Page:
It’s beginning to look a lot like Christmas! I’m so excited this year, but as it’s first year living alone, I have the moral dilemma of looking for sustainable Christmas trees. Which are better – real trees, or fake ones?
I’m sure if you’re reading this, you’re also wondering the same thing. While there are plenty of ways to make Christmas more sustainable, trees throws up the biggest conundrum in my mind. They’re an investment, a hassle, and at the same time what makes Christmas feel really special!
Read on if you wish to know what decision I made…
Are Fake Trees The Most Sustainable Christmas Trees?
Fake Christmas trees can feel like a sustainable choice because they:
- Prevent the cutting down of real trees
- Can be stored and reused for Christmases to come
However, that’s about it when it comes to the benefits. It turns out fake Christmas trees are reused on average only 6 years, when they require at least 9 years of use to reduce their impact to below that of a natural tree bought each year.
On top of that, you’ve got the legacy of a fake tree to think about. If you dispose of a fake tree, it will most likely sit in landfill for hundreds of years, because it’s principally made of plastic.
So, there may be more to think about when getting an eco-friendly Christmas tree – even if fake ones don’t shed all over the living room floor!
Are Real Trees The Most Sustainable Christmas Trees?
Real Christmas trees can often be seen as the most sustainable option because they:
- Absorb carbon when they grow
- Will biodegrade quickly once finished with
However, real trees can vary both in terms of their quality, longevity, price, and social & environmental impact.
According to Hole Farm Trees, many of the real trees on sale in the UK are grown with chemicals and shipped in from Europe. They recommend looking for British-grown trees, to reduce the carbon miles required for delivery, as well as increase their freshness, and support British farmers.
On top of that, look for Forest Stewardship Council (FSC) Certified trees, as they’re grown in a responsibly-managed way and often minimise pesticide use. If possible, use an organic retailer, for the almost total avoidance of pesticides.
And in relation to social sustainability, the best solution I’ve found not only permits you to have the ‘real thing’ in your home, but also provides another one to communities who truly need more trees. The Christmas Forest‘s ethical tree initiative provides sustainably-grown British and European trees, and for every tree sold, another is planted in Africa through its work with Tree Aid. If you live in or around London like I do, I’d highly recommend you go to one of their 10 pop-ups in the city.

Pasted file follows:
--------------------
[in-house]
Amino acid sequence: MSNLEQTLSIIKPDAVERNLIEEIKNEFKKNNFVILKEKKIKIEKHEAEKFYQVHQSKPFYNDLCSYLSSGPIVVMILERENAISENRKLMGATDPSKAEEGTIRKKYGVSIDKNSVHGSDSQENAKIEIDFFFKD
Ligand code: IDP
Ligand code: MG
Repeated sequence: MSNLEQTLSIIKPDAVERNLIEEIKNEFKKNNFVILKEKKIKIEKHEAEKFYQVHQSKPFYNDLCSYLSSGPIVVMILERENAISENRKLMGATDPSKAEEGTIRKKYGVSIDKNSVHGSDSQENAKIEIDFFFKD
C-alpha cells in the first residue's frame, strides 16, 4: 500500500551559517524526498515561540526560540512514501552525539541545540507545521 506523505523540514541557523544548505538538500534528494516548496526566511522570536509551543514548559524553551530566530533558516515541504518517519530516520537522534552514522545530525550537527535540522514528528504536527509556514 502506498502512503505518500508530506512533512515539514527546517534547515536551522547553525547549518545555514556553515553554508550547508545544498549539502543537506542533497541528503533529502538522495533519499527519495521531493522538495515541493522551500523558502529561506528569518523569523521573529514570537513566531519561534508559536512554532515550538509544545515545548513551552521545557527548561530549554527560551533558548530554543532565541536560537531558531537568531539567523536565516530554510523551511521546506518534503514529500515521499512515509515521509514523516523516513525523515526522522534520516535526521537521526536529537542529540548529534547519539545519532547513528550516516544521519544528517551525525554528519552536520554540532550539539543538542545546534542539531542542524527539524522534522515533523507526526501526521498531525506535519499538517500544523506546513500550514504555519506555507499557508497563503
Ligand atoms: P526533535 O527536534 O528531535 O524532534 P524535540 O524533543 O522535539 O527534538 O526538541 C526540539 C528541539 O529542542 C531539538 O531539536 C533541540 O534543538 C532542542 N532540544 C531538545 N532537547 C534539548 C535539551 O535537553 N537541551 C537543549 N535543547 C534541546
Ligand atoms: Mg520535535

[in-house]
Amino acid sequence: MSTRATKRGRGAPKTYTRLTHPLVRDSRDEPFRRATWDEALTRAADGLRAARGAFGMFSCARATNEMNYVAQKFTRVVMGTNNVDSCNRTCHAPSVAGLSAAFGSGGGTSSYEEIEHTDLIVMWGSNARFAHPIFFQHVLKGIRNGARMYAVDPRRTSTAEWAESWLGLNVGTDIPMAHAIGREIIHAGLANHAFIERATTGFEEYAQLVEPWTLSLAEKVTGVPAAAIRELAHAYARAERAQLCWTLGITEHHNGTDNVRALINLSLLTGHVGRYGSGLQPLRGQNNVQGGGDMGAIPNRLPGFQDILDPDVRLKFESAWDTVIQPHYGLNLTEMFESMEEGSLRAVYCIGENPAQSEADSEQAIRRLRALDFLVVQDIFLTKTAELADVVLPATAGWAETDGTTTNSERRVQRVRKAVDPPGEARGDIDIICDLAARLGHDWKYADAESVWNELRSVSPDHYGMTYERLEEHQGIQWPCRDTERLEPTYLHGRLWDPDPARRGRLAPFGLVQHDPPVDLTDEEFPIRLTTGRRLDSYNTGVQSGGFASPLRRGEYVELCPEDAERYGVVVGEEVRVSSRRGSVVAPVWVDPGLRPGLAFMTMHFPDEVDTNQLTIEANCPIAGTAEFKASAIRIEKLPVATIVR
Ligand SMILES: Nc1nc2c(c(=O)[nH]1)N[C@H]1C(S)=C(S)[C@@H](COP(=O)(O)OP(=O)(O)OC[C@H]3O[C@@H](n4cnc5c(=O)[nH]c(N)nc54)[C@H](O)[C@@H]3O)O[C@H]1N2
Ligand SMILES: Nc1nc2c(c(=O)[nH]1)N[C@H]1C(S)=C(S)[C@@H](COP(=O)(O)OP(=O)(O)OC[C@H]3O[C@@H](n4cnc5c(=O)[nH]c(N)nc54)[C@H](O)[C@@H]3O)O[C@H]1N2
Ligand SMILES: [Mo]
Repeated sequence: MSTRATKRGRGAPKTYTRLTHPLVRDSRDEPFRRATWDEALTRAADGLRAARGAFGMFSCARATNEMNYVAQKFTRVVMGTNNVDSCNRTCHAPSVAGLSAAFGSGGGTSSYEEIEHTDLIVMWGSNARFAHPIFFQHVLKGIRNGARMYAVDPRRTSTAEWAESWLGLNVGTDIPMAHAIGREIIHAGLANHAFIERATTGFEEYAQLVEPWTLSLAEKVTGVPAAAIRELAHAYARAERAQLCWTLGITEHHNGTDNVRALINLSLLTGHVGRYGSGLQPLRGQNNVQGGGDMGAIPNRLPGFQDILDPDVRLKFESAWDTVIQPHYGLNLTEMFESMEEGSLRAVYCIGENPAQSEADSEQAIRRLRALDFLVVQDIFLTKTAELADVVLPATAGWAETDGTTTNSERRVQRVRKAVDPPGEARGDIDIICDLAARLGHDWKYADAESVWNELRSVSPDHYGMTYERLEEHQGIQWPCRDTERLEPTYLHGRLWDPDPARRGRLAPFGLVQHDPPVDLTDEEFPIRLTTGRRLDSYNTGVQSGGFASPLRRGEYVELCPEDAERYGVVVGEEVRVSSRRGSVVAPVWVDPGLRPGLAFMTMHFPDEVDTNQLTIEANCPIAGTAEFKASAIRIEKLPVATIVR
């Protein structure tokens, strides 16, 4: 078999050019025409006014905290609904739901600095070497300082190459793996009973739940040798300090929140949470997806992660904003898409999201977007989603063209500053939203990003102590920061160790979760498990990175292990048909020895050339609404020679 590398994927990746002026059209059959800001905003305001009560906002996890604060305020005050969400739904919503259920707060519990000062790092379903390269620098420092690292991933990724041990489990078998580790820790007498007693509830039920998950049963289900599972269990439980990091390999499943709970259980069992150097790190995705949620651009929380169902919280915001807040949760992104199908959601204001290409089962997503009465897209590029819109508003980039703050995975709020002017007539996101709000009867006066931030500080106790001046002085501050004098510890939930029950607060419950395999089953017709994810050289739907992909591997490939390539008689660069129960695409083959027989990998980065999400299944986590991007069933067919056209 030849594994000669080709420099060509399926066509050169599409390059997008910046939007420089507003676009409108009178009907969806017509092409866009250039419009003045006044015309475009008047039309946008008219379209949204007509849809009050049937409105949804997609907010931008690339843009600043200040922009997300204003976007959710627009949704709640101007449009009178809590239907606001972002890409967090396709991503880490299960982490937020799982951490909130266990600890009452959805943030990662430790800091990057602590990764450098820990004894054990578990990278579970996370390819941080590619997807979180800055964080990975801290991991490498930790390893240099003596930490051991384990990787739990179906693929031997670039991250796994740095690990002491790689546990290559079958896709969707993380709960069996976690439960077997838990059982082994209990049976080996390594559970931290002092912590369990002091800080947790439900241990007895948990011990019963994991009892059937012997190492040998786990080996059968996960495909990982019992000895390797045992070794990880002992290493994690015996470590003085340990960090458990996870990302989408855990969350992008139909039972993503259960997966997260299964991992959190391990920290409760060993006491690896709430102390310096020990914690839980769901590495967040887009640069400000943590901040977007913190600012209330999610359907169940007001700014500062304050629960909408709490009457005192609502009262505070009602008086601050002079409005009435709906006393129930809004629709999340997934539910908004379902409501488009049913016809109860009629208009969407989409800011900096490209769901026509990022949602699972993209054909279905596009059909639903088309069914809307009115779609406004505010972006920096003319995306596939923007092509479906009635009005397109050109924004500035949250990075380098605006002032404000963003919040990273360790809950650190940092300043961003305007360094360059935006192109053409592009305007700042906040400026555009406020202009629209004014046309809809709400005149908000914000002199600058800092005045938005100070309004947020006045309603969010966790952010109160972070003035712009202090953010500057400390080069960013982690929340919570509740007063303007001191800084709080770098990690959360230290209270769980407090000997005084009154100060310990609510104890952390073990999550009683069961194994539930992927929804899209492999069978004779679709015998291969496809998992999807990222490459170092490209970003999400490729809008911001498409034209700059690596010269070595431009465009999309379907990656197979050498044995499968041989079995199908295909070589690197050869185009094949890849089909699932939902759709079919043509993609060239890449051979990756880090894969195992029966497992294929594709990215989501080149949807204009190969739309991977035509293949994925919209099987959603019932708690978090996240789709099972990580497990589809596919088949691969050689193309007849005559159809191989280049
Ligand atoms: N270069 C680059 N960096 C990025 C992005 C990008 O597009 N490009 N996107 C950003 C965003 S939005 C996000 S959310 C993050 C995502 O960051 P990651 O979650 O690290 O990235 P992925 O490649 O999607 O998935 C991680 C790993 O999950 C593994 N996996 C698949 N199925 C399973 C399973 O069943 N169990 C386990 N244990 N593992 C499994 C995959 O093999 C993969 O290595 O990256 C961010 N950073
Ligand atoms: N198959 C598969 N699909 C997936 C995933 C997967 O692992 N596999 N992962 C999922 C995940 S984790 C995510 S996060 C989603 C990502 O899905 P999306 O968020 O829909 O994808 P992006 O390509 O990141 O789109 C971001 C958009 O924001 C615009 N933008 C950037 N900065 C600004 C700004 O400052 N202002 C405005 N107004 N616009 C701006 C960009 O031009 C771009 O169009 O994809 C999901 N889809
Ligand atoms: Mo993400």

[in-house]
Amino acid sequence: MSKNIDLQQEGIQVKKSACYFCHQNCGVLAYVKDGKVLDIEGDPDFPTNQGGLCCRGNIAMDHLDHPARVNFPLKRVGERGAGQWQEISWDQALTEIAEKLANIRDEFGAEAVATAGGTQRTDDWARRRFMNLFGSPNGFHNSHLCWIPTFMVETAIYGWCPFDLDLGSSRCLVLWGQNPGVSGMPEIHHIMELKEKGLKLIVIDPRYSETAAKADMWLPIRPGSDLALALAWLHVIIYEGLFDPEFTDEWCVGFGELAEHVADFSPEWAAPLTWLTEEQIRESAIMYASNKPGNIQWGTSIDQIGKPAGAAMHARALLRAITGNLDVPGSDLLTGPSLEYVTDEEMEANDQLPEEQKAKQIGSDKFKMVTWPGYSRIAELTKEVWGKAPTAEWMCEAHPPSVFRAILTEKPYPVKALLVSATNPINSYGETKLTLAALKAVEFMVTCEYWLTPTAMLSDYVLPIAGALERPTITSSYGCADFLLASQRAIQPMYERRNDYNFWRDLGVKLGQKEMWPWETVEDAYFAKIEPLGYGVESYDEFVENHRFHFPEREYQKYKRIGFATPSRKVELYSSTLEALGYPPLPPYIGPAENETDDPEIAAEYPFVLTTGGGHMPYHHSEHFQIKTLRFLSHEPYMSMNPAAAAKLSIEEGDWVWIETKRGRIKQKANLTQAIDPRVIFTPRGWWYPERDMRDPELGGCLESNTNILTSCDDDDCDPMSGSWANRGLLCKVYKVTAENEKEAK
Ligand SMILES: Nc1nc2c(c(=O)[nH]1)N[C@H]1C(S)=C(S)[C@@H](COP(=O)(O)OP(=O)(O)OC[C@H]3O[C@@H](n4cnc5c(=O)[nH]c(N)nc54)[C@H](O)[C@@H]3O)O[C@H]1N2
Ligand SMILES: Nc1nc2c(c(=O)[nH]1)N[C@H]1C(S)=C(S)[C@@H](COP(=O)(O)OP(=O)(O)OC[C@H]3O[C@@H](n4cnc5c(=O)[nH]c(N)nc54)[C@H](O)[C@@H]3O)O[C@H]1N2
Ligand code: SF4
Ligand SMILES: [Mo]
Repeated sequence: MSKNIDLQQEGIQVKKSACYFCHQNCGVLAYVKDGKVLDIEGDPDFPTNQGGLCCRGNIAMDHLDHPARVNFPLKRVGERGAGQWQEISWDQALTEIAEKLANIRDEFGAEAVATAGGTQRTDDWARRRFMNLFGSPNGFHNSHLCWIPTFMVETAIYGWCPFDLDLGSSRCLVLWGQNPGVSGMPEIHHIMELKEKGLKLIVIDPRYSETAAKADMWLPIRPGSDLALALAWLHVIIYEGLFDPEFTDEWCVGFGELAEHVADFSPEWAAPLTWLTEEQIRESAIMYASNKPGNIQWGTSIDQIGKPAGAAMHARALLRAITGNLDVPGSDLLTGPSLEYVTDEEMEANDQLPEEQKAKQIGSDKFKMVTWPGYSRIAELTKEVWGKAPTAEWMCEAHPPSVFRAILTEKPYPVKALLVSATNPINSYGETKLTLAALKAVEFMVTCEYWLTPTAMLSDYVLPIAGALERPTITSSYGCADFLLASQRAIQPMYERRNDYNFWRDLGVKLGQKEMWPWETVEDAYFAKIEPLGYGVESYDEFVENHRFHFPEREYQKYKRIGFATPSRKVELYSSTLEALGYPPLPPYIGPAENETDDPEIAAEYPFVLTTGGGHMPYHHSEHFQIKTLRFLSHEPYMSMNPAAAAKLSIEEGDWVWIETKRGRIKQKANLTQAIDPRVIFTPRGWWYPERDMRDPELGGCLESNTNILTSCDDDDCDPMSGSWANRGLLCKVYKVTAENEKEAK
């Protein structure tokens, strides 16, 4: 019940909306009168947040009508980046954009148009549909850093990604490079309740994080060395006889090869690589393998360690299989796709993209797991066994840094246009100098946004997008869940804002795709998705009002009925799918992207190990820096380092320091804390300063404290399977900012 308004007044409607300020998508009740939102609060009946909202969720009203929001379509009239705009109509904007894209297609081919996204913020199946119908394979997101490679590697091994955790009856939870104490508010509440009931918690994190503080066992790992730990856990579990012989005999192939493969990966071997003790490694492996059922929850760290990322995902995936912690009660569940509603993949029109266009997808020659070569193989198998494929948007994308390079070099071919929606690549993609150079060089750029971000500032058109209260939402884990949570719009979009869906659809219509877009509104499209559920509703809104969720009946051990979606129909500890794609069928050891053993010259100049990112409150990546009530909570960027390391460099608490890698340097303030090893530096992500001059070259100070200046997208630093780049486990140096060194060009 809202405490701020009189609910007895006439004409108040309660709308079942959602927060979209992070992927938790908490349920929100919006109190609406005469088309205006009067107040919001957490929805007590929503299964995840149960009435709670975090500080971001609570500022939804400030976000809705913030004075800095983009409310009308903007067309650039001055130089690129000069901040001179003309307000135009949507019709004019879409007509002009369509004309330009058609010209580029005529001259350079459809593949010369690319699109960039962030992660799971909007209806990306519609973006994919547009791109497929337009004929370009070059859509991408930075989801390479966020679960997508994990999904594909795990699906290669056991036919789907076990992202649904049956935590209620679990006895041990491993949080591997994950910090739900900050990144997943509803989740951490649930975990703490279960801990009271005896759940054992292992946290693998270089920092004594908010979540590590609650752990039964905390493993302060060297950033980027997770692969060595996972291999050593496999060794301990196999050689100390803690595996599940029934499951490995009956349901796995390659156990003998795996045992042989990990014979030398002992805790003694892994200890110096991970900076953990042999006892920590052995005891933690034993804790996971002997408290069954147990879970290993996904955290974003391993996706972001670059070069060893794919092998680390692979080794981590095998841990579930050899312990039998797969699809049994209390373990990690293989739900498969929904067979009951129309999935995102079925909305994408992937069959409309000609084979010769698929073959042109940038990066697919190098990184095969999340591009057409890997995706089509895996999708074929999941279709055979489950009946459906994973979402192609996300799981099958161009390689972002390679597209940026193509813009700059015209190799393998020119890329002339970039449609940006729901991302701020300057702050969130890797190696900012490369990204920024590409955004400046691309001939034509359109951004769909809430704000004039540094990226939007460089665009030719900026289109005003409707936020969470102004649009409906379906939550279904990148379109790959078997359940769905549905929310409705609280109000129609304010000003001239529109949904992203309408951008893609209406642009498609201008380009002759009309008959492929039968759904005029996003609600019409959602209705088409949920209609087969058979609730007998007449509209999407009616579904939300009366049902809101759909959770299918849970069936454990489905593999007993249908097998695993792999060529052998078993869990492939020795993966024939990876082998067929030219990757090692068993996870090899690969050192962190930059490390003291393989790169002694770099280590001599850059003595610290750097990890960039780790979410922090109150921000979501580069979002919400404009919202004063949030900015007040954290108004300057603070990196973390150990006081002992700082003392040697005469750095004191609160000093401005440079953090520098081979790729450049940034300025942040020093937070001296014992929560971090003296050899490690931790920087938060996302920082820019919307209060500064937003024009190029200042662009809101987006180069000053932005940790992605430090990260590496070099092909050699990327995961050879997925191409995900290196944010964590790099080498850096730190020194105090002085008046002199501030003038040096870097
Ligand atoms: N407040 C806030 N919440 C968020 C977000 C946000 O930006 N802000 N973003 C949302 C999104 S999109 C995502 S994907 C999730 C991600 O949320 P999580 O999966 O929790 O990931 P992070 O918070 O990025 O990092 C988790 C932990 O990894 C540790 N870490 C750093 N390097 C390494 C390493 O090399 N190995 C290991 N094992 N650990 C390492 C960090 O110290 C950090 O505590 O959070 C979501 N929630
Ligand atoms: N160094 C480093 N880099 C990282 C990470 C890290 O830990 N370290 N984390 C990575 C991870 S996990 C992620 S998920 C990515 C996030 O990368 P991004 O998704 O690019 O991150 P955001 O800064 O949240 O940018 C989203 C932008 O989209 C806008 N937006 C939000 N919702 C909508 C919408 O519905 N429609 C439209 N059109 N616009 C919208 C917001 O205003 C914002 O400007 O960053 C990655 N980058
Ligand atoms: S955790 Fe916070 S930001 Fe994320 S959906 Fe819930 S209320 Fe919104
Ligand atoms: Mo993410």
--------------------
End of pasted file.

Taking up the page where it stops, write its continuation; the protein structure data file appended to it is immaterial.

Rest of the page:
How To Sustainably Dispose Of A Real Christmas Tree
If you do choose a real tree this year, and go for one with its roots still intact, as well as ample garden space, you can replant it!
However, for most of us, we don’t have that luxury. Despite a resounding vote for real trees when I put the question out on Twitter, it seems the preference comes down to price, look, and smell, rather than sustainability.
What we really need to consider when purchasing trees is how they will be disposed. UK Government advises the following four ways to safely and sustainably dispose of real Christmas trees:
- Replant your potted Christmas tree in a garden to give it a new lease of life. You could also add bird feeders to provide shelter for wildlife.
- Drop your tree off at a recycling centre where it can be turned into chippings for paths or turned into soil.
- Check with your local council to see if there’s a special collection service.
- Look for an organisation or charity that offers a ‘treecyling’ service where it could be used to build effective flood barriers in communities around the UK.
Sustainable Alternatives To A Christmas Tree
And finally, it would be remiss of me to not mention a few even-more-sustainable options to a Christmas tree:
If you’ve got green fingers, consider a potted tree. My new-ish flat had been in desperate need of plants and decorations alike, so this coupled with a few festive candles really puts a smile on my face when I get home to see it all set up. It finally feels like home!
However, without much research before my decision, I know I’ll be facing an old, brown tree after the holiday season has passed. Look for pot-grown trees if you want them to stick around longer, and follow RHS’s guide to Christmas Tree Care too!
Planting A Real Tree
If you’d like to make a sustainable tree-shaped contribution this Christmas, consider paying an organisation such as Ecologi, Ecosia, One Tree Planted. In addition to that, you could consider offsetting your annual carbon emissions, which I did with Climate Wise this year.
Wishing you a Merry Christmas, whatever tree you decide to go for!